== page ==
Montreal’s got a lot of Brew Pubs, huh? Well, this one’s pretty good too. They’ve got a few house beers, but a nice selection of guest taps as well. Honestly, it’s hard to pick an honorable mention here, since local beer is so prevalent at the source.

Bring Home Some Bottles: Dépanneur Peluso

pelusoPhoto Credit: CBC / Anne-Marie Provost

You’re going to want to check out Dépanneur Peluso, trust me. They easily have the biggest selection of Quebec beers I found in all of Montreal. If something was released outside of a brewery, odds are it is (or was) available at Peluso. On top of their amazing selection, the shop is also home to a cheese counter and deli, so you can build up a little pairing to enjoy.  

Honourable Mention: Les Délires du Terroir   

This is also a fantastic shop. Much smaller in scale than Peluso, but with awesome staff and a very well curated selection (almost all of it refrigerated). You can even grab some bourbon barrel aged maple syrup if you so desire.

Beers to Watch For:  

Be on the lookout for offerings from Dieu du Ciel, Le Trou du Diable, Vox Populi, Les Trois Mousquetaires, Hopfenstark, Dunham, and Le Castor. Some of these make their way to Vancouver, but you may just find something you haven’t seen before.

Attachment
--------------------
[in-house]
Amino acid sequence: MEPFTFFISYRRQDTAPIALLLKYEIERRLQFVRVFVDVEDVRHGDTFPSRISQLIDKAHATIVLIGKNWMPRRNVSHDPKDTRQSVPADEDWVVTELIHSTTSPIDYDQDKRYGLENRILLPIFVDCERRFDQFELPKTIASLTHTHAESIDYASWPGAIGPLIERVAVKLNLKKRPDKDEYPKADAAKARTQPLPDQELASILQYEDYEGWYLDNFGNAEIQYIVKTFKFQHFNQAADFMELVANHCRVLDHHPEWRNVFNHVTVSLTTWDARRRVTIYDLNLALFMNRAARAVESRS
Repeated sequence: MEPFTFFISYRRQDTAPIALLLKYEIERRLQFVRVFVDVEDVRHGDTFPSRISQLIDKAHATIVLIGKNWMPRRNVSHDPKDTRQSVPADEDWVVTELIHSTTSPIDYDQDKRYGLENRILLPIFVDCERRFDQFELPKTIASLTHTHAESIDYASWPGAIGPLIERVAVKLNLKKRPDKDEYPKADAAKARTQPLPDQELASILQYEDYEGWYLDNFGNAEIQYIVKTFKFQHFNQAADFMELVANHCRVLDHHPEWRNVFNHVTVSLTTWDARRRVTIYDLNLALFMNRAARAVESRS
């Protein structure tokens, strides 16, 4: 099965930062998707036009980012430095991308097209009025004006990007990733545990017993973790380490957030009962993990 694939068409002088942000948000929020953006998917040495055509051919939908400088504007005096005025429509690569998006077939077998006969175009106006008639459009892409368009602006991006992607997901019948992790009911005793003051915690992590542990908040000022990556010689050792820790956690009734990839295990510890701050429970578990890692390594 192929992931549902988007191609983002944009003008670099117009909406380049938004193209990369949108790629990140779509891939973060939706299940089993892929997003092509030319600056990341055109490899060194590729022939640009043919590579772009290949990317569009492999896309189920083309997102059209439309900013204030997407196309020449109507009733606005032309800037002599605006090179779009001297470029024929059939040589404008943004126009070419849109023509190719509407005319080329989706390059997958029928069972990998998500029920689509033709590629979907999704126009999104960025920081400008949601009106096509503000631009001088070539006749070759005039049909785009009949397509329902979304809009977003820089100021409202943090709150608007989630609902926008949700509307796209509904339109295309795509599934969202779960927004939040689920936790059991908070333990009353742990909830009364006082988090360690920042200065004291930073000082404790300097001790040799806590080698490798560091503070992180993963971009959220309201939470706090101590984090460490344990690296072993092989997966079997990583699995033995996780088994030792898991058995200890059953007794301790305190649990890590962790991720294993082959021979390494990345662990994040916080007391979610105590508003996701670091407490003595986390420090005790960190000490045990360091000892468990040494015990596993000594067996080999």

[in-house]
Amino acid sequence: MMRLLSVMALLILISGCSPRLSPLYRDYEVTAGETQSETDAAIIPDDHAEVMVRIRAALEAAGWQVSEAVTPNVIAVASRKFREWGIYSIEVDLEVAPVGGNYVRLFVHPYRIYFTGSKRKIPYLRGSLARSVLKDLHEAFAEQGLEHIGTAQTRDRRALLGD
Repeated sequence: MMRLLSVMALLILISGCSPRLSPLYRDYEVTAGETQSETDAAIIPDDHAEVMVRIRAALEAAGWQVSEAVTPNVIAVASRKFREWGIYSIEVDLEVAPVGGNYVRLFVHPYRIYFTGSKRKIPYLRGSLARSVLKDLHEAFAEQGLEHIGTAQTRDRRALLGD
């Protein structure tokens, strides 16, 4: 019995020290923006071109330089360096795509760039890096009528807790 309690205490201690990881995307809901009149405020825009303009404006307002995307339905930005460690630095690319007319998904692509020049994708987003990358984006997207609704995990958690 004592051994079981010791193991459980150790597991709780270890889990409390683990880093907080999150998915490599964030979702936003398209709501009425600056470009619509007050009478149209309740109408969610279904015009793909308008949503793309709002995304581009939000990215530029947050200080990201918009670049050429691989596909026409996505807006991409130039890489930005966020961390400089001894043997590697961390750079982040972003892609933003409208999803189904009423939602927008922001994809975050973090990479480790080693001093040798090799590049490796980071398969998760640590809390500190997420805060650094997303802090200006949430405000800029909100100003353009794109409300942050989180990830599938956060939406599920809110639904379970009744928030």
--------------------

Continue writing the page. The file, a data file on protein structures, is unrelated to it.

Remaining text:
If you’re very very lucky, you might find some beer from Val-d’Espoir, Quebec’s own Brasserie Auval. Most bottled releases don’t leave the brewery, though some will make it to Peluso, but the odd keg will find its way into Montreal (keep an eye out on Pub Pit Caribou). Auval is far and away my favourite Quebec brewery right now, producing some of the best IPAs, saisons, and wild ales in Canada.  

Feeling like a night cap? A little something sweet? Try picking up a bottle of Ice Cider. Quebec makes some of the best ice ciders in the world, particularly those from producer La Face Cachée. These incredibly deep, complex, and smooth dessert ciders are a huge treat, and commonly available at many beer shops.

All in all, Montreal makes it easy to enjoy beer. A wide selection of offerings, food at almost every stop, and a thriving local scene, means Montreal is a can’t miss destination.

– M